Recovered Covid patients may be immune to new virus strains

A recent study published in Nature found that the immune systems of people who recover from Covid-19 may evolve to fight different strains of SARS-CoV-2. 

Published: 27th January 2021 04:42 AM  |   Last Updated: 27th January 2021 04:42 AM   |  A+A-

Express News Service

BENGALURU: A recent study published in Nature found that the immune systems of people who recover from Covid-19 may evolve to fight different strains of SARS-CoV-2. Experts in Karnataka explain that it could occur as the memory B cells of the immune system remember the nature of the virus and are likely to modify their response if they encounter a variant of SARS-CoV-2 that is different from what they had already contracted.

The paper, titled Evolution of antibody immunity to SARS-CoV-2 and published on January 18, noted that antibodies are produced by immune cells that keep evolving due to continued exposure to remnants of the virus hidden in the gut tissue. The scientists involved in the US study said they suspect that when recovered patients encounter the virus again, the response would be both faster and more effective, preventing reinfection and may block even mutant forms of the virus, such as the South African variant.

In addition to antibody-mediated immunity, the body also has cell-mediated immunity, said Dr Ranjit Mohan, consultant for internal medicine and infectious diseases at Manipal Hospitals.  “It is the memory B cells of the body’s immune system that are responsible for the development of a robust and durable immune response to viral infections or vaccination. Such primed memory B cell populations may persist for years, or even decades within the lymphoid organs of the body, providing a robust and enduring immunity upon re-exposure. Since viruses have evolved to mutate frequently, human memory B cells have also evolved to modify and adapt to counter mutant strains of viruses,” said Dr Mohan.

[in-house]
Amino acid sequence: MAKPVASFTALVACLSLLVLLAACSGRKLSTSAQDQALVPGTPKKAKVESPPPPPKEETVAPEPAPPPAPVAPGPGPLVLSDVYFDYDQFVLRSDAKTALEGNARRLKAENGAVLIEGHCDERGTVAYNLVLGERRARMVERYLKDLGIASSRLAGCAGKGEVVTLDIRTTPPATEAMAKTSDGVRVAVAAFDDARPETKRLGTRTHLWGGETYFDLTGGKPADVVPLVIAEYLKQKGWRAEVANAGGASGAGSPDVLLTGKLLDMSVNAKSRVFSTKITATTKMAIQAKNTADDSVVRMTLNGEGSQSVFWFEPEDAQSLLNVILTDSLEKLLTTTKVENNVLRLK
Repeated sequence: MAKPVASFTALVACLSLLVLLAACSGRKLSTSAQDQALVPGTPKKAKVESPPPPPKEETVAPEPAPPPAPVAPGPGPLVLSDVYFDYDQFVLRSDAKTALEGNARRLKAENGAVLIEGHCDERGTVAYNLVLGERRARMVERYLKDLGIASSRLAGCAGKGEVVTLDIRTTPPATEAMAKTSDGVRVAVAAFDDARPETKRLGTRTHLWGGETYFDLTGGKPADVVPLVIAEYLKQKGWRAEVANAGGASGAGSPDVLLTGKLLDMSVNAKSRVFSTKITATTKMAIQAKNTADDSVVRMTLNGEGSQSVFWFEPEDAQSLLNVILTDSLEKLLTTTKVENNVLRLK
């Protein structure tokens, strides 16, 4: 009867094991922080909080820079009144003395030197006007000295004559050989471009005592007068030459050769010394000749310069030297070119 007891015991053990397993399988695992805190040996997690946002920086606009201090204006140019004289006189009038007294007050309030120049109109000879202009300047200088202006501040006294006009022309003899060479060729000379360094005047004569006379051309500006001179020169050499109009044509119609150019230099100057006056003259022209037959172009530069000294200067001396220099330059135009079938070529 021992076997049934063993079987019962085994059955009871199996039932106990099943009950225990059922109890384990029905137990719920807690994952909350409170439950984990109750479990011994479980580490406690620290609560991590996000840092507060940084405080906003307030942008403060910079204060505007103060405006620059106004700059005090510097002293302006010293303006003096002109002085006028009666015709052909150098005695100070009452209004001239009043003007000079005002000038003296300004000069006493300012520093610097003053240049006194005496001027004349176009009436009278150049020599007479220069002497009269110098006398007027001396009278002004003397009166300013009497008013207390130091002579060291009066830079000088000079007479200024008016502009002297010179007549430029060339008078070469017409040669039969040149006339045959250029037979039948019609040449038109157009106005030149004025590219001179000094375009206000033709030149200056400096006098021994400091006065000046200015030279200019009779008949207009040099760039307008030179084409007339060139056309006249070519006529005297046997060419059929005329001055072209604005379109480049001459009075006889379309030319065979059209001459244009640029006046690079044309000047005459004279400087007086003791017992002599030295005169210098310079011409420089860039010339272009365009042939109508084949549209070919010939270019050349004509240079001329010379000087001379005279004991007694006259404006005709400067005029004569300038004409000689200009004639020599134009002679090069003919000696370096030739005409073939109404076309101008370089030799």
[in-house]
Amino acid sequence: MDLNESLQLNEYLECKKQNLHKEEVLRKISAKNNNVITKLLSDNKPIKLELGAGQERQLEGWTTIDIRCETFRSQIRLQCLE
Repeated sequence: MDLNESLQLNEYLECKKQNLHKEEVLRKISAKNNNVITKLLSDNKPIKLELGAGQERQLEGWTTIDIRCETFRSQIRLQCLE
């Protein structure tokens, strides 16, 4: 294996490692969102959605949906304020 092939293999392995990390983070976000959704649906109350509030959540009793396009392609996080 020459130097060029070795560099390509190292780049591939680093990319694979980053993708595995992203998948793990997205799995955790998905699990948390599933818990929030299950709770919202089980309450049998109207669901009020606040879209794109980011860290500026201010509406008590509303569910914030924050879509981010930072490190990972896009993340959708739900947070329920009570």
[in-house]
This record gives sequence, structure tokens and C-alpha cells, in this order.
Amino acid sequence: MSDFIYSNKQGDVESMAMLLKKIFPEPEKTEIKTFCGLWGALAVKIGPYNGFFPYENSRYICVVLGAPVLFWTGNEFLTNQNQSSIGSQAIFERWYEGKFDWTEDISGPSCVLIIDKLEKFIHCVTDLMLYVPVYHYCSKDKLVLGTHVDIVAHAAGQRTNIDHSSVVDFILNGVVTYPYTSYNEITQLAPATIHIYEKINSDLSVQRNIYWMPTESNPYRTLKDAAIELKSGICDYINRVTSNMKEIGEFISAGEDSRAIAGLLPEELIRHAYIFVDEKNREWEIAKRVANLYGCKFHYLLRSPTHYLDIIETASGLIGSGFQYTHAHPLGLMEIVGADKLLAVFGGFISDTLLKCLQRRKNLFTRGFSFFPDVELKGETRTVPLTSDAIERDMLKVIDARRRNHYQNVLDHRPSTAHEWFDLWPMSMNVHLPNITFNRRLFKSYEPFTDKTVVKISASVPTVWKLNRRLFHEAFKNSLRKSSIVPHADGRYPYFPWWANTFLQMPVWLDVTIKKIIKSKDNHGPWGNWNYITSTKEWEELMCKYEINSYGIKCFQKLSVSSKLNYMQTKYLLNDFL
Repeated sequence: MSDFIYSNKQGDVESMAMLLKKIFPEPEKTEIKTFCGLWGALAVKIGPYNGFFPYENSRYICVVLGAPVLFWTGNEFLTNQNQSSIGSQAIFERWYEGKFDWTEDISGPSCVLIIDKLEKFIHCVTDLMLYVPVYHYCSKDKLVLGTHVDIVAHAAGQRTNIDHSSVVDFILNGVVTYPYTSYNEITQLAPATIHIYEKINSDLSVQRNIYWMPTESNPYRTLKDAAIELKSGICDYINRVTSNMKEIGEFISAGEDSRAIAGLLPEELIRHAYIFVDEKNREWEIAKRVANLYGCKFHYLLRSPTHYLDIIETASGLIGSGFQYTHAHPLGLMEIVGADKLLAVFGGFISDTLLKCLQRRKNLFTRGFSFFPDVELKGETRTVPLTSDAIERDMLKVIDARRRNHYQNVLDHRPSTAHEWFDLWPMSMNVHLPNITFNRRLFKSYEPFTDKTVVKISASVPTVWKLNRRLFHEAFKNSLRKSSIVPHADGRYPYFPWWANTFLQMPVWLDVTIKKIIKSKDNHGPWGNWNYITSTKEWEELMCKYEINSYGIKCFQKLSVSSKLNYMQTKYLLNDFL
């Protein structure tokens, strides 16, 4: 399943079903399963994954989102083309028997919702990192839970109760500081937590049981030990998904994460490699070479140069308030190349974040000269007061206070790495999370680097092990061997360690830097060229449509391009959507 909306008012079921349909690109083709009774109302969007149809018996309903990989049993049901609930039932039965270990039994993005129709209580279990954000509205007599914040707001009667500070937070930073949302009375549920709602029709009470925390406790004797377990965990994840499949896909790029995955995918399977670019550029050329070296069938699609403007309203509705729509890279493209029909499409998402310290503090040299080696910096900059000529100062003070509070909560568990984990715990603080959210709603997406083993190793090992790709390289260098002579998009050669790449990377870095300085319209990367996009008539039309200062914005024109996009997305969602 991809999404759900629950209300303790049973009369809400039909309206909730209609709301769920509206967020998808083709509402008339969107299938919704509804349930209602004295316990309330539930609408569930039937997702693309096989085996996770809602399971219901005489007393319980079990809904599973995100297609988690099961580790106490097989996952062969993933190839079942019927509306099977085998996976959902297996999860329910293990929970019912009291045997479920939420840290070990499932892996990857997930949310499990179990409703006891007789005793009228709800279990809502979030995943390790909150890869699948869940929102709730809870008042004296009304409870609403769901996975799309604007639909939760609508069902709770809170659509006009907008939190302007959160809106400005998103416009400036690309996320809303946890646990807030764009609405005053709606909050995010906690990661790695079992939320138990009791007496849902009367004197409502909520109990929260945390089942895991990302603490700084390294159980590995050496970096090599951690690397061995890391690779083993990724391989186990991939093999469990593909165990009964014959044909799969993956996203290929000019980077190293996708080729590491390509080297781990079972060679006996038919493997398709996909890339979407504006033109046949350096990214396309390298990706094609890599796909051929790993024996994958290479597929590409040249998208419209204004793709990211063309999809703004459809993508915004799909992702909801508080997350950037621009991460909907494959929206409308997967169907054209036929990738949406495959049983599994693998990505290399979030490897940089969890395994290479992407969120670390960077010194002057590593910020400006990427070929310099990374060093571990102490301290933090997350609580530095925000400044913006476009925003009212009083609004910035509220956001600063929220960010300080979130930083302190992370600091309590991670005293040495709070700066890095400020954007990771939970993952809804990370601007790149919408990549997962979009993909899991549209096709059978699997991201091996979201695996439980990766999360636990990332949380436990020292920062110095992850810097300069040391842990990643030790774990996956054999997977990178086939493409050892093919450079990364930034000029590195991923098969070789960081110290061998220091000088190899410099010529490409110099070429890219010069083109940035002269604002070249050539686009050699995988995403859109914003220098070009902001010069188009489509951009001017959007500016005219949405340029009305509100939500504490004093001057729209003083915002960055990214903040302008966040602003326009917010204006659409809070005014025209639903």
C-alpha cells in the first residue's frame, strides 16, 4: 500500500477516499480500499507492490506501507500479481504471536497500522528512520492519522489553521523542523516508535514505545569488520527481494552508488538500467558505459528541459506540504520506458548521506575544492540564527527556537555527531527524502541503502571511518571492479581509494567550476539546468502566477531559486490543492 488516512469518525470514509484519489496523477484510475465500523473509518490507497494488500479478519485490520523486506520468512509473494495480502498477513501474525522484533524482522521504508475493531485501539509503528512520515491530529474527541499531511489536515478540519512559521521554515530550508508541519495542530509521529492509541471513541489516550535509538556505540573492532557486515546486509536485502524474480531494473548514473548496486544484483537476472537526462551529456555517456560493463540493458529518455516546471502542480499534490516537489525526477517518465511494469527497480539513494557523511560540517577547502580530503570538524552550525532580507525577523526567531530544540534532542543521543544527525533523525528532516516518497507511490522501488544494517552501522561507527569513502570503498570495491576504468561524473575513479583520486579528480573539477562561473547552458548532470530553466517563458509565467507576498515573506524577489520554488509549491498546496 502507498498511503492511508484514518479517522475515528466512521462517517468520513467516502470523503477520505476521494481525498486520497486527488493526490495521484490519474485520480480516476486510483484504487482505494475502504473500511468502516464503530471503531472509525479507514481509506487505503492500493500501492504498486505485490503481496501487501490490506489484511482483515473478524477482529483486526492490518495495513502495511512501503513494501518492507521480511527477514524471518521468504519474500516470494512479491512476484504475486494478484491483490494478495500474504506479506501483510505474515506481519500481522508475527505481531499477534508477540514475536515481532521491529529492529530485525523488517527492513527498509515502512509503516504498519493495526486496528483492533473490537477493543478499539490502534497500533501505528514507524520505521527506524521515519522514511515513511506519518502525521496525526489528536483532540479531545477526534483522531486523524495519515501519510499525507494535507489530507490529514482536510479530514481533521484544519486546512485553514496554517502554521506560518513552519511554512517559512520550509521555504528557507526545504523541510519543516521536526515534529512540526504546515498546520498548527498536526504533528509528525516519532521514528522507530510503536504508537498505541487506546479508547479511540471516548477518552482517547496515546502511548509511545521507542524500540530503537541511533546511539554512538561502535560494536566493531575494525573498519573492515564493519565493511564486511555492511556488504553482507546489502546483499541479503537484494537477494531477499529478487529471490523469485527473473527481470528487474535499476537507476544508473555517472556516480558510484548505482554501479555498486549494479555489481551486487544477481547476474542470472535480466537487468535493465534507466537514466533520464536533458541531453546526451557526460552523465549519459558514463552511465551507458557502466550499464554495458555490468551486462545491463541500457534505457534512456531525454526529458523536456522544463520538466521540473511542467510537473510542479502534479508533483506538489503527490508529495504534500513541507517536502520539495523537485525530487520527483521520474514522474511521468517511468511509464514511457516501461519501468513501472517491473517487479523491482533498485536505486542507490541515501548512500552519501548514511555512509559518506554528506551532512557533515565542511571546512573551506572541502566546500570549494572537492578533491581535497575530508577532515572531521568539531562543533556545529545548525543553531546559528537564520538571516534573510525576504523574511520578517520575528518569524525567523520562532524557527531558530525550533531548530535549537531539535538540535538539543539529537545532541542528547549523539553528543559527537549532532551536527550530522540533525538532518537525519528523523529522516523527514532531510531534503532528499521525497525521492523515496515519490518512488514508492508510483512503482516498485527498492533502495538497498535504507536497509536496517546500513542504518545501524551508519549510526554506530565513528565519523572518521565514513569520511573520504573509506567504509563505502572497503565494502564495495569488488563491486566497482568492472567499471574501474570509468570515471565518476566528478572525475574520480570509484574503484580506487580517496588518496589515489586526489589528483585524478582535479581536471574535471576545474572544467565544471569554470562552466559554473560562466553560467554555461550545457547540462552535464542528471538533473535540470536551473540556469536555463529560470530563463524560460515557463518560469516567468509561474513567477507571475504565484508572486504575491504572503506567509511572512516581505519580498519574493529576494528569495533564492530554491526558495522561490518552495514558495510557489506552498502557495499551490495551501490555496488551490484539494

Dr Ravindra M Mehta, senior consultant and head of pulmonology and interventional pulmonology at Apollo Hospitals Jayanagar, said, “Some level of protection will remain with the person (after exposure), as far as virology knowledge is concerned, unlike (antibody response to) bacterial (infection), which is specific to a certain mutation. So we expect that the immune response should be okay even to the mutant strain, this is certainly only an expectation, it cannot be validated until we go through the whole process.”

Antibodies against SARS-CoV-2 wane over time, but B cells do retain the ability to target spike protein of the virus (the spike proteins on the surface of SARS-CoV-2 attack and gain entry to human cells), said Dr Swati Rajagopal, consultant for infectious diseases and travel medicine at Aster CMI Hospital.  “The immune response in humans is different to serum-based neutralization response.

There is still immunity with current vaccines - good level of protection. It is possible that the human immune system can create memory B cells that recognize the Covid-19 virus and immediately release antibodies on encountering the virus for a second time. This is based on findings that the virus could multiply in several tissues of the body including upper respiratory tract, the gastrointestinal tract and could help in producing memory B cells,” she said.


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